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As the title says, I'm not sure what I'm doing wrong. Any help would be greatly appreciated. Here's the problem with my solution.

Find the exact length of the parametric curve $(x,y)=(\theta+\sin \theta,−\cos θ)$, where $0\le θ \le \pi$.

Solution: $$\frac{dx}{d\theta}=1+\cos \theta$$ $$\frac{dy}{d\theta}=\sin \theta$$

Using the formula $$\int_0^\pi \sqrt{\left( \frac{dx}{d\theta} \right)^2+ \left( \frac{dy}{d\theta} \right)^2} \, d\theta$$

I have $$\int_0^\pi \sqrt{2+2\cos \theta} \, d\theta$$

and then $$\left[ \frac{(4+4\cos \theta)\sqrt{2+2\cos \theta}}{3} \right]_{0}^{\pi}$$

I end up with $\dfrac{16}{3}$!

However, Wolfram is saying it's wrong. Please help?

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  • $\begingroup$ I'm not sure how you integrated, but try using the substitution $t=\tan\frac{\theta}{2}.$ Also, make what you're integrating with respect to more explicit please. $\endgroup$ Mar 8, 2017 at 4:35
  • $\begingroup$ What I did was (2+2cos(theta))^(3/2))/(3/2) as my integration technique. $\endgroup$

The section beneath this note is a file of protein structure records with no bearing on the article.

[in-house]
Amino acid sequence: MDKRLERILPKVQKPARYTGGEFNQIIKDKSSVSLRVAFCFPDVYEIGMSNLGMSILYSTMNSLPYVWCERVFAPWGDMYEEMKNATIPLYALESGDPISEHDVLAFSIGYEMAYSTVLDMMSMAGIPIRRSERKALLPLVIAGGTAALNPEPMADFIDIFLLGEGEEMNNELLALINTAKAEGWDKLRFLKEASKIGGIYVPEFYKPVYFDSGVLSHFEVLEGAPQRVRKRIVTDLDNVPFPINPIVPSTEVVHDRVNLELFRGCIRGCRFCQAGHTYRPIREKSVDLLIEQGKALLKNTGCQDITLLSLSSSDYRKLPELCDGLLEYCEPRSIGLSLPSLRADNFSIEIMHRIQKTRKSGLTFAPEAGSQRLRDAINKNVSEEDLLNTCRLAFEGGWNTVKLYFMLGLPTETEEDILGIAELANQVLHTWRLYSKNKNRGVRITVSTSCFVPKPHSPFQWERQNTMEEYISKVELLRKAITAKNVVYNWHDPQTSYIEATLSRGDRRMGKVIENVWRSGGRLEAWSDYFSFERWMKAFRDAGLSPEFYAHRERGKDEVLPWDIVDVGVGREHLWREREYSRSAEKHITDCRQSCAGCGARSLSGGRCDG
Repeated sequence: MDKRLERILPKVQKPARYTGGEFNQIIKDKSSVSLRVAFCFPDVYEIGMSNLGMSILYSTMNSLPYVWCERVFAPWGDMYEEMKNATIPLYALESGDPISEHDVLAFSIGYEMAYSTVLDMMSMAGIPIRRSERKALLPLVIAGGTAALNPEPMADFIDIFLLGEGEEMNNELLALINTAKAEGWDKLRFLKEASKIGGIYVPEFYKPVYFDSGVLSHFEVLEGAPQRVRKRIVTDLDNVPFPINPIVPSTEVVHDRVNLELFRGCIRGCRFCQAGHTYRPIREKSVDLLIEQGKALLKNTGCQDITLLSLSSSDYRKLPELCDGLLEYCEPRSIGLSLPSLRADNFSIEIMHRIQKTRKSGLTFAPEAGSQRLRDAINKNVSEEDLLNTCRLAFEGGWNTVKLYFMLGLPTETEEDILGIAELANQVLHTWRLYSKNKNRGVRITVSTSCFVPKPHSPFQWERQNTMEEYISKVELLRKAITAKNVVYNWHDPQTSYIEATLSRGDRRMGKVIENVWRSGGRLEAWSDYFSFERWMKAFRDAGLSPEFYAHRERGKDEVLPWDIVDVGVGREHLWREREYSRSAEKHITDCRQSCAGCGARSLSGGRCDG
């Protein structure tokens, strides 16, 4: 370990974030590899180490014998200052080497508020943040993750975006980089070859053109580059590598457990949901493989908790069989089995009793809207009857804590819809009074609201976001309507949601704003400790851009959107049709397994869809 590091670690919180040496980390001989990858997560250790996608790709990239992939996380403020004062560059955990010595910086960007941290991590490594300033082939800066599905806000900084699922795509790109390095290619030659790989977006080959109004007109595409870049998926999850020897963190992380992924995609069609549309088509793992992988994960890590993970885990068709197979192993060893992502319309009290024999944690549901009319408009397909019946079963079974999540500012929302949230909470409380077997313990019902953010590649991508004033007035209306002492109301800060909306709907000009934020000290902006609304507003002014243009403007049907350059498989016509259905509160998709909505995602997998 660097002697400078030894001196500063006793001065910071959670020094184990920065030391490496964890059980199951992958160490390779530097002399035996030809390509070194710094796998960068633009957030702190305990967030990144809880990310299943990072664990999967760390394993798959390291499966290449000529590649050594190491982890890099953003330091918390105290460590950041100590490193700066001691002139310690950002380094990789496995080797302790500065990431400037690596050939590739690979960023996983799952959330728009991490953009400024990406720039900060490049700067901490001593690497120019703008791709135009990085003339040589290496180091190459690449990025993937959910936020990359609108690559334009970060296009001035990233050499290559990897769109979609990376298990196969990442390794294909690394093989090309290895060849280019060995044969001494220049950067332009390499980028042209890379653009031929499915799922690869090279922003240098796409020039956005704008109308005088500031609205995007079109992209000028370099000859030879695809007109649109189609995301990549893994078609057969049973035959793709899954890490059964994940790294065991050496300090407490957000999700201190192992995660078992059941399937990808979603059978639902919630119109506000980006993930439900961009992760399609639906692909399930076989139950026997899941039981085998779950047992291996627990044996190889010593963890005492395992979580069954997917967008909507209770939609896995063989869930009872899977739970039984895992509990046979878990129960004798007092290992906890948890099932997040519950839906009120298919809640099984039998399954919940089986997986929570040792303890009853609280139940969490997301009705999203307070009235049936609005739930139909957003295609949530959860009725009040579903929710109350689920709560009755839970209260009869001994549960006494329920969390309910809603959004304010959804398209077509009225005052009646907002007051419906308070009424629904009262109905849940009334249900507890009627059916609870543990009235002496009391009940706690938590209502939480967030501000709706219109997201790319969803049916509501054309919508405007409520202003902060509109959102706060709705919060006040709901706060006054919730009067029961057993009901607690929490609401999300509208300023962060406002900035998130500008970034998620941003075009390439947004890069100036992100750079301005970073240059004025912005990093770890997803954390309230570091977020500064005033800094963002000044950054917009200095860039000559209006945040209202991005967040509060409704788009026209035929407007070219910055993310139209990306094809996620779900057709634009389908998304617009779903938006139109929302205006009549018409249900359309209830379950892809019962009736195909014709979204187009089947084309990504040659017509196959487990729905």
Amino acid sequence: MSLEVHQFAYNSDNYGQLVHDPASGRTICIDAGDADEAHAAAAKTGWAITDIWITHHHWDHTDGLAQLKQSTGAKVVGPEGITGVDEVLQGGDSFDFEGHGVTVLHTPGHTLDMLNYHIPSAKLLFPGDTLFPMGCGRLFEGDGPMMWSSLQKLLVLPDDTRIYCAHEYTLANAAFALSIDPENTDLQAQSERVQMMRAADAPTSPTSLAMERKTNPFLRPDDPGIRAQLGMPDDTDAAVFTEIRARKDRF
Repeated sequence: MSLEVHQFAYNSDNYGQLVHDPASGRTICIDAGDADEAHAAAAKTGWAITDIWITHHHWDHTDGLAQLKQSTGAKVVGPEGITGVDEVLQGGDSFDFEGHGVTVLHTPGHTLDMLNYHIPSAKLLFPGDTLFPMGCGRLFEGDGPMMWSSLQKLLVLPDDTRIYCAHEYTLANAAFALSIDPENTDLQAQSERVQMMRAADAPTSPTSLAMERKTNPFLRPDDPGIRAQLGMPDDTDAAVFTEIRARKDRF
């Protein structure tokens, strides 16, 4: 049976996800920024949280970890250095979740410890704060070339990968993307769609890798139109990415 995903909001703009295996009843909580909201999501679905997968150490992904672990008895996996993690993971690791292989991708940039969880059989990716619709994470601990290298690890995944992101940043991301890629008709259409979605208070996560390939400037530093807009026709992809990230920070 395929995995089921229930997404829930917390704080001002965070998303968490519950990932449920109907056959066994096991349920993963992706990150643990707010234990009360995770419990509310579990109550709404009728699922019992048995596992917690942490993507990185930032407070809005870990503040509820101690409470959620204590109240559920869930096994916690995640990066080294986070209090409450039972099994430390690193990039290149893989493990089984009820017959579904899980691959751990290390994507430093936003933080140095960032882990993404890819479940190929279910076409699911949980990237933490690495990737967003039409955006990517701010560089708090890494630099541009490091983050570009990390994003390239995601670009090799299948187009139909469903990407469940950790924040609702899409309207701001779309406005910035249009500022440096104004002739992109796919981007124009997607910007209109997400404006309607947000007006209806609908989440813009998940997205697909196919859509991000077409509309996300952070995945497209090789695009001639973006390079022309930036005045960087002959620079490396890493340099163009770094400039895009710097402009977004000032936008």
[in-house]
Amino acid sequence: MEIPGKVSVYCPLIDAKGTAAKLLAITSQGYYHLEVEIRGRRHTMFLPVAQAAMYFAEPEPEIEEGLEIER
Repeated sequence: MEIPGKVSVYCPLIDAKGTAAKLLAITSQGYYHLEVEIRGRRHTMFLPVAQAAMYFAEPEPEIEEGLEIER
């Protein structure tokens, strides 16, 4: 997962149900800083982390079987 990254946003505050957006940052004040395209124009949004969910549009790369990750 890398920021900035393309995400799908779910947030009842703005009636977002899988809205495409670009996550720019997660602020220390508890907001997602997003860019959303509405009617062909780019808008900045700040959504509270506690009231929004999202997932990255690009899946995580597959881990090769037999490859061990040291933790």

– Timmy Wick
    Mar 8, 2017 at 4:41
  • $\begingroup$ @Infremo Maybe check Wolfram alpha to see if your in-definite integral is right. (It is not. That's not a valid integration rule.) $\endgroup$ Mar 8, 2017 at 4:55
  • $\begingroup$ @ Infremo It is a cycloid, obtainable by $x$ shift and $y$ reflection.. standard references would be of help, $ \theta = 2 \phi$ substitution is also helpful $\endgroup$
    – Narasimham
    Mar 8, 2017 at 10:09
  • $\begingroup$ @Infremo Yeah, you can't integrate (crud)$^n$ as (crud)$^{n+1}/(n+1)$, unless (crud)$=x$. There's some chain-rule-y stuff you have to unwind. $\endgroup$
    – B. Goddard
    Mar 8, 2017 at 14:09

2 Answers 2

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Hint

First recall that integration is harder than differentiation and that you can't just use the power rule when there's a cosine running around inside (remember the chain rule? It's not as easy in reverse.)

As for how to do the integral, there's a popular trig identity involving $\sqrt{1+\cos(x)}$

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Hint: $$2+2\cos\theta=2(1+\cos\theta)=2(2\cos^2\dfrac{\theta}{2})=4\cos^2\dfrac{\theta}{2}$$

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